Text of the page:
Impact of abolishing minority quotas on Kurdistan Region’s elections

Abdulla Reshawi

Mar. 13, 2024
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The Federal Supreme Court's decision to reduce Kurdistan Region's parliament seats and eliminate minority quotas sparks criticism and boycotts, raising concerns about democratic principles and political motivations.

The Federal Supreme Court's decision to reduce the Kurdistan Region’s parliament seats from 111 to 100 and eliminate minority quota seats in the Kurdistan Region of Iraq has ignited a storm of criticism within both political and academic circles in the region. This criticism is not just originating from the components themselves but also from experts who view the decision as unconstitutional, lacking professionalism, and failing to uphold the democratic principles practiced across Iraq.

The quota system is widely acknowledged internationally as a positive tool for promoting representation among segments and components that might otherwise struggle to compete with larger groups in elections. 

Its aim is to ensure fair and proportional representation in parliament for these groups, granting them a meaningful opportunity to participate in the democratic process.

As is widely recognized, this system is entrenched within Iraq's electoral framework at both provincial and national levels. Hence, many have been taken aback by the Federal Supreme Court's move to annul component quotas in the electoral setup of the Kurdistan Region.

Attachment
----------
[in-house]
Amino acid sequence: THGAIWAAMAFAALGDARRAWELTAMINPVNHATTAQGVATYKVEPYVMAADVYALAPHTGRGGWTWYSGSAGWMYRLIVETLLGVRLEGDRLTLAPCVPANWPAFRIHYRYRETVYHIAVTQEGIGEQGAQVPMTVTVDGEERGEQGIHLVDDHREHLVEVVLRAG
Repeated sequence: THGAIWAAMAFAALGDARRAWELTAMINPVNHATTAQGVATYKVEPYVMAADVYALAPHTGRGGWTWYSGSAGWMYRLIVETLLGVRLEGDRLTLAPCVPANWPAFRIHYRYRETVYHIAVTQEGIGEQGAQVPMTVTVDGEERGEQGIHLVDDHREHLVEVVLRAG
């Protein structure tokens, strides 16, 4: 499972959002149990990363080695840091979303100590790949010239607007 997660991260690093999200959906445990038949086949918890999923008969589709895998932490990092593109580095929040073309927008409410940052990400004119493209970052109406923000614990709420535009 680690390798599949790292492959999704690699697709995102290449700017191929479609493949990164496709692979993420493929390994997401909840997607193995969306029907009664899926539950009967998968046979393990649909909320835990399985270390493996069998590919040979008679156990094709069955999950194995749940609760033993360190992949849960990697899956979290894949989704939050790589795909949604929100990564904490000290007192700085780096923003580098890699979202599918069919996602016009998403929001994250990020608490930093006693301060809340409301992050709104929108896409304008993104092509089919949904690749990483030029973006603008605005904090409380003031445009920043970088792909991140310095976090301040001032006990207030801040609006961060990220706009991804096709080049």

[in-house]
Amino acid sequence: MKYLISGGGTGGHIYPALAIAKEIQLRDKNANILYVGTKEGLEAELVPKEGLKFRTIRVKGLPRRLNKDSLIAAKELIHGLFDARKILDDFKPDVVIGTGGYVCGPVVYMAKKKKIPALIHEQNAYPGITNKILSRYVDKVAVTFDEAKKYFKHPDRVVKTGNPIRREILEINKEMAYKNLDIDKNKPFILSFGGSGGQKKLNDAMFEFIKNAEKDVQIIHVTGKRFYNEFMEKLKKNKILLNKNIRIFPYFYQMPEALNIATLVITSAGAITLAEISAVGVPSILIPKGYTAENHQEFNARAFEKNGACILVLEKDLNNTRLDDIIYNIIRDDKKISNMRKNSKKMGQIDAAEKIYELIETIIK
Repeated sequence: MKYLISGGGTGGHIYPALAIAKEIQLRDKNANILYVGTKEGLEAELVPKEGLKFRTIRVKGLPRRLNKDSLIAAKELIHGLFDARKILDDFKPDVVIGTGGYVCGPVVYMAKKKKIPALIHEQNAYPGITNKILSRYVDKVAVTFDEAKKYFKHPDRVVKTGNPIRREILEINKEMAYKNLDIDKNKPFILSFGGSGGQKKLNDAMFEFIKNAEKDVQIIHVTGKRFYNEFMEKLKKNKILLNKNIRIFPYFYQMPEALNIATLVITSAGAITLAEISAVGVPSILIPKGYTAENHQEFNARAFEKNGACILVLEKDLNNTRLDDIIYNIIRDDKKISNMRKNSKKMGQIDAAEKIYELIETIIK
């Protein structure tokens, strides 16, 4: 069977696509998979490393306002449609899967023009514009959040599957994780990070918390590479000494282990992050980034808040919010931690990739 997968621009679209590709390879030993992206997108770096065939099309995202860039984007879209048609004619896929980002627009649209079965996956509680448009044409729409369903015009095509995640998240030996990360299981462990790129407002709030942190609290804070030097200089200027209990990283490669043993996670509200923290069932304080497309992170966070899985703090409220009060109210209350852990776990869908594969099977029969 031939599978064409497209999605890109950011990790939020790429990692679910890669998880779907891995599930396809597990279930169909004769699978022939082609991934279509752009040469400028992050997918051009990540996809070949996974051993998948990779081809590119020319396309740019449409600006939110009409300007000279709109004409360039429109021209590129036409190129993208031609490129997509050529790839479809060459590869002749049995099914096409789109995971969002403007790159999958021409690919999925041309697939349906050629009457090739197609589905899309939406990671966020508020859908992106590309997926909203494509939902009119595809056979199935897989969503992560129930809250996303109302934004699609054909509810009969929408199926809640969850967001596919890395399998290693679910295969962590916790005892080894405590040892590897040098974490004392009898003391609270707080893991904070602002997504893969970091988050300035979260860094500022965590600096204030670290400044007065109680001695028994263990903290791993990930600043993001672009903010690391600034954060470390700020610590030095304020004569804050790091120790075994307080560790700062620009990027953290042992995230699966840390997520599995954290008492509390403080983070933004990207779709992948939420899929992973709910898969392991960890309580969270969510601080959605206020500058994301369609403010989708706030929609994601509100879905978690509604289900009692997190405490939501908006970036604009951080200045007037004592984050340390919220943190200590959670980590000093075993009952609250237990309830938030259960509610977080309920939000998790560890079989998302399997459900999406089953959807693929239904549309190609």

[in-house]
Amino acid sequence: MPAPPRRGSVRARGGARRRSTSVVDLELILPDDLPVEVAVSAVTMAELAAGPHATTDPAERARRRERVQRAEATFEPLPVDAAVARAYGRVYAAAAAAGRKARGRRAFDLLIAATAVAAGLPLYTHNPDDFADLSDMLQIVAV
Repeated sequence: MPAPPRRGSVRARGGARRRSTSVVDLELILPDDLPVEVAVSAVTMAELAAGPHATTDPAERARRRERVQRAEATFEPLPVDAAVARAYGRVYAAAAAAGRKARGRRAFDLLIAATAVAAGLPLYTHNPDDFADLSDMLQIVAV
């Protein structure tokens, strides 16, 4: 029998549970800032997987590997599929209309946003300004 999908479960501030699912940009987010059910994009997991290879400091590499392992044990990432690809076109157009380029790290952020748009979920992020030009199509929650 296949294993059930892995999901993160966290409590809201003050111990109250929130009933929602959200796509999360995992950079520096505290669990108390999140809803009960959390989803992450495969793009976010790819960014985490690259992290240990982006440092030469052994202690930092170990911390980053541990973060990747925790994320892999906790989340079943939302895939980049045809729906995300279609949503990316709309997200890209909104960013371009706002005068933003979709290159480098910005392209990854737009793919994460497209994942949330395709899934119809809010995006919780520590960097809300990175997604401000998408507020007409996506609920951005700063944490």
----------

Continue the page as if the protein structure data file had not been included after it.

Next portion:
Contrary to some expectations, this measure doesn't run counter to the Iraqi constitution; rather, it embodies its principles, fostering a democratic ethos and promoting coexistence among the diverse segments of society.

The quota system in Iraq extends beyond religious and ethnic minorities to encompass female representation in both parliament and provincial councils, without encountering official objections thus far. 

Hence, there are suspicions that the recent decision may be politically motivated, possibly aimed at appeasing the Kurdistan Democratic Party (KDP). This party has come under fire from the Patriotic Union of Kurdistan (PUK), the plaintiff in this case, for purportedly benefiting from the eleven seats designated for components.

The PUK, led by Bafel Talabani, lodged a lawsuit with the court, resulting in the annulment of eleven seats allocated for components in the Kurdistan Regional Parliament. 
Ano Jawhar, speaking on behalf of the components, asserted during a press briefing that the PUK's legal action constitutes an injustice against the components, flagrantly violating the rights of ethnic and religious groups in the Kurdistan Region.

While decisions of the court are final and legally binding, with no avenue for appeal, some leaders of these components have appealed to KDP leader Masoud Barzani to contest the ruling. 

However, it appears that the decision will stand, leaving the components with no option but to confront the challenge and prepare for electoral participation through alternative means.

Muna Qahwachi, a former member of the Kurdistan Parliament who held the position of Deputy Speaker, views the court's ruling as unfair to the Turkmen and other minority groups.